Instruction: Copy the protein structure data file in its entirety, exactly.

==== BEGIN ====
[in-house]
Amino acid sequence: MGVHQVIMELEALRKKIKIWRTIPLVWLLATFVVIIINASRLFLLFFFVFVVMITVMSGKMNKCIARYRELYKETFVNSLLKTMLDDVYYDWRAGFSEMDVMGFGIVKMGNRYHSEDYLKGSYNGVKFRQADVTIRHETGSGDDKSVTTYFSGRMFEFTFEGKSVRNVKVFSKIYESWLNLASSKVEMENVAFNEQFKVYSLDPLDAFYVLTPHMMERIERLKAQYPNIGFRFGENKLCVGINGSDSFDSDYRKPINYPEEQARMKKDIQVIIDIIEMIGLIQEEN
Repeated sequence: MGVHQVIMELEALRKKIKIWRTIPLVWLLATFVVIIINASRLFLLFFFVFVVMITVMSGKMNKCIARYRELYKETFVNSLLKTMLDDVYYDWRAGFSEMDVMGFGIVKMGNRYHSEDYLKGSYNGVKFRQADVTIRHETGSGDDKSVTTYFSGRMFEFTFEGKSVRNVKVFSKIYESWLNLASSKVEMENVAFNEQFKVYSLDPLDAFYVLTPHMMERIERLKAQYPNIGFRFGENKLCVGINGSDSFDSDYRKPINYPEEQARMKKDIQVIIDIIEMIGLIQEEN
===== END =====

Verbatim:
[in-house]
Amino acid sequence: MGVHQVIMELEALRKKIKIWRTIPLVWLLATFVVIIINASRLFLLFFFVFVVMITVMSGKMNKCIARYRELYKETFVNSLLKTMLDDVYYDWRAGFSEMDVMGFGIVKMGNRYHSEDYLKGSYNGVKFRQADVTIRHETGSGDDKSVTTYFSGRMFEFTFEGKSVRNVKVFSKIYESWLNLASSKVEMENVAFNEQFKVYSLDPLDAFYVLTPHMMERIERLKAQYPNIGFRFGENKLCVGINGSDSFDSDYRKPINYPEEQARMKKDIQVIIDIIEMIGLIQEEN
Repeated sequence: MGVHQVIMELEALRKKIKIWRTIPLVWLLATFVVIIINASRLFLLFFFVFVVMITVMSGKMNKCIARYRELYKETFVNSLLKTMLDDVYYDWRAGFSEMDVMGFGIVKMGNRYHSEDYLKGSYNGVKFRQADVTIRHETGSGDDKSVTTYFSGRMFEFTFEGKSVRNVKVFSKIYESWLNLASSKVEMENVAFNEQFKVYSLDPLDAFYVLTPHMMERIERLKAQYPNIGFRFGENKLCVGINGSDSFDSDYRKPINYPEEQARMKKDIQVIIDIIEMIGLIQEEN